Where Kristin, Nena and Sean dream of subscription renewals, I dream of stories like this. One of NAMT's main goals with our conferences is to send attendees home with ideas they can use, as quickly as possible. We stress adaptability, so what worked for a $21M organization in Seattle can be scaled for a $3.5M organization in North Carolina, or even further for a $5,000 budget with a volunteer staff of two. And of course that works in both directions, taking a grass-roots idea and growing it into something that will work for a larger organization.
I love that Kristin and Nena got something so concrete out of the Spring Conference so quickly, and I love that they shared their success story with Sean and me. It's proof of the power of this network, and a great reminder of how well risks can pay off, something I'll definitely be keeping in mind as we plan the 2012-2013 conferences (about which more soon! Watch this space!).
Monday, June 4, 2012
Congratulations to the 7 member theatres selected to receive grants from
our National Fund for New Musicals this year. In the last 4 years, the Fund has given out 45 grants totaling $197,000.
Production Grants of $10,000 have been awarded to:
Diversionary Theatre (CA) for Harmony, Kansas by Bill Nelson & Anna K. Jacobs
Playwrights Horizons (NY) for Far From Heaven by Scott Frankel, Richard Greenberg & Michael Korie ('89–Blanco)
TheatreWorks (CA) for Wheelhouse by Gene Lewin, Brendan Milburn ('04–Striking 12, '11–Watt?!?) & Valerie Vigoda ('04–Strking 12).
Project Development Grants between $2,000-$3,000 have been awarded to:
American Musical Theatre Project at Northwestern University (IL) for The Verona Project by Amanda Dehnert.
Center Theatre Group (CA) for a new musical about urban superheroes by Matt Sax.
Dallas Theatre Center (TX) for Stagger Lee by Justin Ellington, Will Power & Daryl Waters.
Weitzenhoffer School of Musical Theatre at University of Oklahoma for Something Wicked This Way Comes by Neil Bartram and Brian Hill (both, '07–The Story of My Life).
A special thanks to all of our National Fund for New Musicals donors including Stacey Mindich Productions, The Alhadeff Family Charitable Foundation, The ASCAP Foundation Irving Caesar Fund and everyone who contributed in honor of our former Executive Director Kathy Evans.
If you are interested in contributing to the National Fund, please contact Executive Director Betsy King Militello. Donations of all sizes help grow the Fund and provide more grants to new musicals across the country.
Congratulations to all of the members and artists involved in these exciting projects!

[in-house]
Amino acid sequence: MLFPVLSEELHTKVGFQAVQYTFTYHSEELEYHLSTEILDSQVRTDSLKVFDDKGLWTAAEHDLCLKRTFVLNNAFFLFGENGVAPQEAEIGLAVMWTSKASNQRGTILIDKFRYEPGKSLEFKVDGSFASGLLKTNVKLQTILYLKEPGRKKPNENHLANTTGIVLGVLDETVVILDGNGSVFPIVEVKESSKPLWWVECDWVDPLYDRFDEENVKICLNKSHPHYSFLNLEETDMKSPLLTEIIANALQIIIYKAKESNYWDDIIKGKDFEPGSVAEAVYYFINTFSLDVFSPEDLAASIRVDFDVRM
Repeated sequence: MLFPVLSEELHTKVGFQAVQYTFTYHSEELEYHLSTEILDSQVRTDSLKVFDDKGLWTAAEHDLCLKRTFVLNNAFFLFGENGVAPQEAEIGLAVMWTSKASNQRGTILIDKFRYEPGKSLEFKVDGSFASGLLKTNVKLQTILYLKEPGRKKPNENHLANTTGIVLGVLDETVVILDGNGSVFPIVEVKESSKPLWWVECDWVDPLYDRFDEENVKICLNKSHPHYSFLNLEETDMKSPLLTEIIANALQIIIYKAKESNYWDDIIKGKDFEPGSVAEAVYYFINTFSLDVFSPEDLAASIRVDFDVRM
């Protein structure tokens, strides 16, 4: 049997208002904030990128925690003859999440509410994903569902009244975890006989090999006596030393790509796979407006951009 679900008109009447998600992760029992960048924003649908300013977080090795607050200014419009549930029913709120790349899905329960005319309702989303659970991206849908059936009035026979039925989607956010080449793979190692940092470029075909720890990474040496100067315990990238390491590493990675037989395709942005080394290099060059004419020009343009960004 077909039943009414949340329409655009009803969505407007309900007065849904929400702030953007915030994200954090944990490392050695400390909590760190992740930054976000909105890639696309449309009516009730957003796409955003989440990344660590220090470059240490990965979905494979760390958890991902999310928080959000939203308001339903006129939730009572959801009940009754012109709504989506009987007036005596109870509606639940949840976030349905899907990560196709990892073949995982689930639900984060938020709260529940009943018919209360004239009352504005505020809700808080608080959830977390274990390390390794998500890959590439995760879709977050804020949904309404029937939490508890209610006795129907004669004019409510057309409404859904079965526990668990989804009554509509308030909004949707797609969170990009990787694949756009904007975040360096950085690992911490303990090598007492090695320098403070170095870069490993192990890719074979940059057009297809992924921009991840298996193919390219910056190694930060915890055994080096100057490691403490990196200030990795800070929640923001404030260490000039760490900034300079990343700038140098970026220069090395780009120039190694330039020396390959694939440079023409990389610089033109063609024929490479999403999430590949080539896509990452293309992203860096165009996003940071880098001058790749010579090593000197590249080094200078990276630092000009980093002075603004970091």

An interview with Terry James, Executive Producer of The Marriott Theatre in Lincolnshire, IL, about their upcoming world premiere of Hero by Aaron Thielen (’10–The Bowery Boys) and Michael Mahler (’09–How Can You Run With a Shell On Your Back?), playing June 20-August 19. For more information, visit www.marriotttheatre.com.
Hero is a quirky and poignant new musical that explores those extraordinary moments in ordinary life. It’s the story of Hero Batowski, a 28-year-old struggling comic book artist, living anything but a superhero life. After a life-changing event his senior year in high school, Hero still finds himself living at home with his dad, Al, who runs the family comic book shop in Milwaukee. Things start to change for him when he bumps into an old girlfriend, and with the encouragement of his dad and his best friend and cousin, Kirk, Hero finally has a chance to realize his own dream. Hero features a contemporary pop/rock score that is fresh and exciting.
Why is Hero a good fit for your season?
For more than thirty years our subscribers have enthusiastically embraced new works. Hero provided an opportunity to give them something unique. From a business point of view it makes sense—a small cast size and a 5-member pop-rock band is certainly appealing! When long-time Marriott director David H. Bell agreed to come on board, I knew we had a formidable and exciting team in place. Hero has also given us a chance to explore the new world of online marketing by collaborating with website and comic book designer and illustrator Charles Riffenburg of Grab Bag Media. For the comic book aficionado that wants more, Charles and Aaron have created a really exciting website, www.heromusical.com, which accompanies the show. It offers audiences an in-depth look into the creation of the show and the world through Hero's eye, following the entire creative process of bringing this new work to the stage, complete with audio, videos and a blog.
What was the genesis of Hero?